11. Ashraf M, Souka AAR, Singh RP. Central retinal vein occlusion: Modifying current treatment protocols. Eye (Lond). 2016;30,505-514. https://pubmed.ncbi.nlm.nih.gov/26869163/
  12. Ashraf M, Souka A. Steroids in central vein occlusion: Is there a role in current treatment practice? J Ophthalmol. 2015;2015:594615. https://pubmed.ncbi.nlm.nih.gov/26635973/
  13. Jeanneteau F, Garabedian MJ, Chao MV. Activation of Trk neurotrophin receptors by glucocorticoids provides a neuroprotective effect. Proc Natl Acad Sci USA. 2008;105:4862–4867. https://pubmed.ncbi.nlm.nih.gov/18347336/
  14. Flynn HW Jr, Scott IU. Intravitreal triamcinolone acetonide for macular edema associated with diabetic retinopathy and venous occlusive disease: It’s time for clinical trials. Arch Ophthalmol. 2005;123:258–259. https://pubmed.ncbi.nlm.nih.gov/15710825/
  15. Morris R. Retinal vein occlusion. Kerala J Ophthalmol. 2016;28:4-13.
  16. Stuart A. Untangling retinal vein occlusion. Eyenet Magazine. November, 2013. https://www.aao.org/eyenet/article/untangling-retinal-vein-occlusion
  17. Stefánsson E. The therapeutic effects of retinal laser treatment and vitrectomy. A theory based on oxygen and vascular physiology. Acta Ophthalmol Scand. 2001;79:435–440. https://pubmed.ncbi.nlm.nih.gov/11594975/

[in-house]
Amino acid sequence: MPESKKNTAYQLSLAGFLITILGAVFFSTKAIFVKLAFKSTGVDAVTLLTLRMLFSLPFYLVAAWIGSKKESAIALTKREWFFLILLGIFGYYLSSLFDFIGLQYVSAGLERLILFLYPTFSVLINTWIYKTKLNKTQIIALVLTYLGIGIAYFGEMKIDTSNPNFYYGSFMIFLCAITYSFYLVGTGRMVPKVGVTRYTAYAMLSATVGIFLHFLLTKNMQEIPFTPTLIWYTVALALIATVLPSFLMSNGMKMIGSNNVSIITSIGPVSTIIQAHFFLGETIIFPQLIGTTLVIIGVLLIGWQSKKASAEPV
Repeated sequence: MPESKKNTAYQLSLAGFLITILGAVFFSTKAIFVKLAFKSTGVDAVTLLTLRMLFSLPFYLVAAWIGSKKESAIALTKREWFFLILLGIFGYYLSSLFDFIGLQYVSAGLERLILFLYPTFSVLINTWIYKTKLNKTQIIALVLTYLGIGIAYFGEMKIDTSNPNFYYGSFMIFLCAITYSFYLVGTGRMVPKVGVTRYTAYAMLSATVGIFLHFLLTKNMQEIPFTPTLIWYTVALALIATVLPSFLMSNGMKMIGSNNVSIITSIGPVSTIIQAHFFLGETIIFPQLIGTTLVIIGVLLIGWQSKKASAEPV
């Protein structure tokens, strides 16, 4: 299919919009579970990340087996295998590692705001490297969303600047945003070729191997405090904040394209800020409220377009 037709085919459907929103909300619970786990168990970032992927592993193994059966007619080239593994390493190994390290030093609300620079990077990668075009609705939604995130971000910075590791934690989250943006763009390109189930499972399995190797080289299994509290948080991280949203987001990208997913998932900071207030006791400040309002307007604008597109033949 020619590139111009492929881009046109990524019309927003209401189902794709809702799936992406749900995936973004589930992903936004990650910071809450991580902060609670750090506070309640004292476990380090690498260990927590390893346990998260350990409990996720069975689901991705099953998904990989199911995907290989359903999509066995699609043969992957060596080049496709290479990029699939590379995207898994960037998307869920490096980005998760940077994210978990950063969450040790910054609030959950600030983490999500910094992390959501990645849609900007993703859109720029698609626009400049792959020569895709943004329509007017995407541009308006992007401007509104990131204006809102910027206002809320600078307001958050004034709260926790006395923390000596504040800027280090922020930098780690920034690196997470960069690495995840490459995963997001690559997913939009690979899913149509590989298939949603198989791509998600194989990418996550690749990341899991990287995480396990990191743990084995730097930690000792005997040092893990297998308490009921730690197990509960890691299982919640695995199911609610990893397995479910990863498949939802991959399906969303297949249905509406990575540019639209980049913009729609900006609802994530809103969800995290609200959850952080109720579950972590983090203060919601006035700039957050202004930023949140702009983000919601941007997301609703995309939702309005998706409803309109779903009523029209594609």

18. Argon laser photocoagulation for macular edema in branch vein occlusion. The Branch Vein Occlusion Study Group. Am J Ophthalmol. 1984;98:271–282. https://pubmed.ncbi.nlm.nih.gov/6383055/
  19. American Society of Retina Specialists (ASRS). Branch retinal vein occlusion. 2020. https://www.asrs.org/patients/retinal-diseases/24/branch-retinal-vein-occlusion
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Clinician Scientific & Educational Resources

The RELIEF Clinical Toolkit is an online tool that aims to provide clinicians with up-to-date information on the presentation, prognosis, pathophysiology, and treatment strategies for Retinal Vein Occlusion (RVO) in patients with diabetes who have or are at risk for developing RVO. Click on one of the options below to learn more about RVO.

This activity is provided by Med Learning Group. This activity is co-provided by Ultimate Medical Academy/CCM.
This activity is supported by an educational grant from Regeneron Pharmaceuticals, Inc.

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Scientific Council

Neil M. Bressler, MD

James P. Gills Professor of Ophthalmology
Professor of Ophthalmology, Johns Hopkins University School of Medicine
Wilmer Eye Institute, Johns Hopkins Medicine
Baltimore, MD

A. Paul Chous, MA, OD, FAAO

Specializing in Diabetes Eye Care & Education, Chous Eye Care Associates
Adjunct Professor of Optometry, Western University of Health Sciences
AOA Representative, National Diabetes Education Program
Tacoma, WA

Steven Ferrucci, OD, FAAO

Chief of Optometry, Sepulveda VA Medical Center
Professor, Southern California College of Optometry at Marshall B. Ketchum University
Sepulveda, CA

Julia A. Haller, MD

Ophthalmologist-in-Chief
Wills Eye Hospital
Philadelphia, PA

Allen C. Ho, MD, FACS

Director, Retina Research
Wills Eye Hospital
Professor and Chair of the Department of Ophthalmology
Thomas Jefferson University Hospitals
Philadelphia, PA

Charles C. Wykoff, MD, PhD

Director of Research, Retina Consultants of Houston
Associate Professor of Clinical Ophthalmology
Blanton Eye Institute & Houston Methodist Hospital
Houston, TX